Thats why you need that amp close to the balun, to finish the impedance match.
So your cable doesn't favor stations with strong standing waves and omit others.
The amp must be close, so standing waves can't form.

It is directional toward the open end of the V. If you omit the lossy ends it will
pick up off the back too, but becomes a resonant dipole with standing waves.
The lossy open ends on the long rabbit ears are critical to picking up all stations.

The last foot of mine (#10 ground wire, not grounded obviously) is insulated.
Yeah I know I said don't do that, but its only the lossy last foot. And wrapped
a spiral of iron bailing wire such that it does not touch itself or the antenna.
Its important the spiral wrap not touch itself and make a toroid. That would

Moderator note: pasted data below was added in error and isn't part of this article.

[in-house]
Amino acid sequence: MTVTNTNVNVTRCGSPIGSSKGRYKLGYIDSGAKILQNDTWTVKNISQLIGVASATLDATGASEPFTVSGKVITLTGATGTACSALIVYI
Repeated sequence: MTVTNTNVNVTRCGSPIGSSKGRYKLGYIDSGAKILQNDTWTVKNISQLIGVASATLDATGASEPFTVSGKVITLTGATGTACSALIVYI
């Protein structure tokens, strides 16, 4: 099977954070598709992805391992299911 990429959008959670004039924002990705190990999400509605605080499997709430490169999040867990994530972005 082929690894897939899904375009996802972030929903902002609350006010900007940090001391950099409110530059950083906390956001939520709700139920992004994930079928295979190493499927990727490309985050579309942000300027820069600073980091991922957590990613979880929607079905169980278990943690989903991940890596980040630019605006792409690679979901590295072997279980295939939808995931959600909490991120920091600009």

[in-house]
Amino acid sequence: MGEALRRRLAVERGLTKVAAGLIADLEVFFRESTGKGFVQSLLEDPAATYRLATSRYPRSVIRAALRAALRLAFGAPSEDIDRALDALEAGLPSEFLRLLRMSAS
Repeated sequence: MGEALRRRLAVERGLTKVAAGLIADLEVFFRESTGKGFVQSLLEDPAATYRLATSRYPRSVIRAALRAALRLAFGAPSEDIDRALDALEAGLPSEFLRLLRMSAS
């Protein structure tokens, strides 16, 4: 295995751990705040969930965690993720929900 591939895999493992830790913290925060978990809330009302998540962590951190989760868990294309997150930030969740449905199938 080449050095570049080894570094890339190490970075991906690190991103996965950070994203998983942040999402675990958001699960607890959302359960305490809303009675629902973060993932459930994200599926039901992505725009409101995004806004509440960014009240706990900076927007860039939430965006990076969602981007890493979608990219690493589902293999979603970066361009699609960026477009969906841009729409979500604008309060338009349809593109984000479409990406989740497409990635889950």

cut the antenna short, hard, and probably resonant off the reflection...

Anyways again: This works cause the speed of radio in air is slightly different
than speed of radio in the bare wire (insulated wire speed difference is too great).
Not because anything needs tuned to resonance. Resonance is not your friend.
Look you up Beverage, Longwire, V, and Rhombic for more theory...

Use a low noise RF amp for your antenna. Look for +10dB gain or less.
If it doesn't say, then assume it ain't low noise. Cable TV amps are too noisy.
You want a distribution amp AFTER your low noise amp, might be OK.
But I see too much noisy gain causing problems more often than too little.

Expect +12db directional gain from the antenna itself. KD5ZXG